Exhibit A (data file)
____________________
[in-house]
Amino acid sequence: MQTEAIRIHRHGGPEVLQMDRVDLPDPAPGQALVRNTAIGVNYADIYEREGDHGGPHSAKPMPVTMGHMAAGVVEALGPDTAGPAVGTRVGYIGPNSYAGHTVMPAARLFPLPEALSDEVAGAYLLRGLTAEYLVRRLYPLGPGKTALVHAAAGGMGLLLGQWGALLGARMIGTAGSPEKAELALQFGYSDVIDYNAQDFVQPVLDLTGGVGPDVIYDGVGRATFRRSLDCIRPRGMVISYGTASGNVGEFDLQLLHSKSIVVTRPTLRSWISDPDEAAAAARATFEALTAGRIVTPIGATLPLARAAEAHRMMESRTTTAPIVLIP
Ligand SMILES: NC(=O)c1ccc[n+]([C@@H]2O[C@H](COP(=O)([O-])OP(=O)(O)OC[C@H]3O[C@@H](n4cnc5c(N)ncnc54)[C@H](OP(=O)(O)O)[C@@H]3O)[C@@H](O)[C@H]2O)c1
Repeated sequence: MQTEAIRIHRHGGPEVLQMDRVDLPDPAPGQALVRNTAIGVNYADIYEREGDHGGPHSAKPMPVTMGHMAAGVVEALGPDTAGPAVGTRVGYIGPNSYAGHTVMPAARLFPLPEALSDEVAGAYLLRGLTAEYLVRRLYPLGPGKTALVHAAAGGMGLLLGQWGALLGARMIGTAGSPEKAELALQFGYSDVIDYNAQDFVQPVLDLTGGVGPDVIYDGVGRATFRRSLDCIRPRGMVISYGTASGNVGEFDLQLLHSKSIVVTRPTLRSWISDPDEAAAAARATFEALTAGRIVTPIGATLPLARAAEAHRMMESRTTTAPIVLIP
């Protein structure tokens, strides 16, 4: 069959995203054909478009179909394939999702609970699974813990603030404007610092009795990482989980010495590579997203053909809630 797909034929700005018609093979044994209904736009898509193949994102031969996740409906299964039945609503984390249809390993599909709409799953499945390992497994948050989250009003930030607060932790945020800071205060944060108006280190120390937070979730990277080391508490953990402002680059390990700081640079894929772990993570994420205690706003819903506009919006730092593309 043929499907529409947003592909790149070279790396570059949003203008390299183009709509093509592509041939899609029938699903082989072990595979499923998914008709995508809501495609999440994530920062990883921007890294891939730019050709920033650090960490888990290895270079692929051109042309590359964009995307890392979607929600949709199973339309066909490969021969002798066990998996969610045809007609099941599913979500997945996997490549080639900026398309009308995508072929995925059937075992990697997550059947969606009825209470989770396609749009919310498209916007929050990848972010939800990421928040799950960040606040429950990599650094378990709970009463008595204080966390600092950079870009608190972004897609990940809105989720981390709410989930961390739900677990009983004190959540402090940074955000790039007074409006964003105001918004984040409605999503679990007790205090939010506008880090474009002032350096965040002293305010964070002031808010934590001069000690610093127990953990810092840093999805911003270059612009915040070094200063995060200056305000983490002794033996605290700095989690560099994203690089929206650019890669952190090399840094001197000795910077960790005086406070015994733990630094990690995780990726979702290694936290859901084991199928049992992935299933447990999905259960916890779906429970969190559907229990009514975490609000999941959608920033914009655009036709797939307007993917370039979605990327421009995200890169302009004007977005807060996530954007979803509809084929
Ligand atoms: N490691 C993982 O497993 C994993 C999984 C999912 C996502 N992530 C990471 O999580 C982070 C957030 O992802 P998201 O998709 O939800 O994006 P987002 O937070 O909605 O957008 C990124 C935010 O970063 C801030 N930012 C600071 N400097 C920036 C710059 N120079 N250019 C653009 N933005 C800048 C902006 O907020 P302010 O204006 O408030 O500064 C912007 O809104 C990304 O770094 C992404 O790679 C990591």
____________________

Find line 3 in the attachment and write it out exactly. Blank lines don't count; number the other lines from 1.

Ligand SMILES: NC(=O)c1ccc[n+]([C@@H]2O[C@H](COP(=O)([O-])OP(=O)(O)OC[C@H]3O[C@@H](n4cnc5c(N)ncnc54)[C@H](OP(=O)(O)O)[C@@H]3O)[C@@H](O)[C@H]2O)c1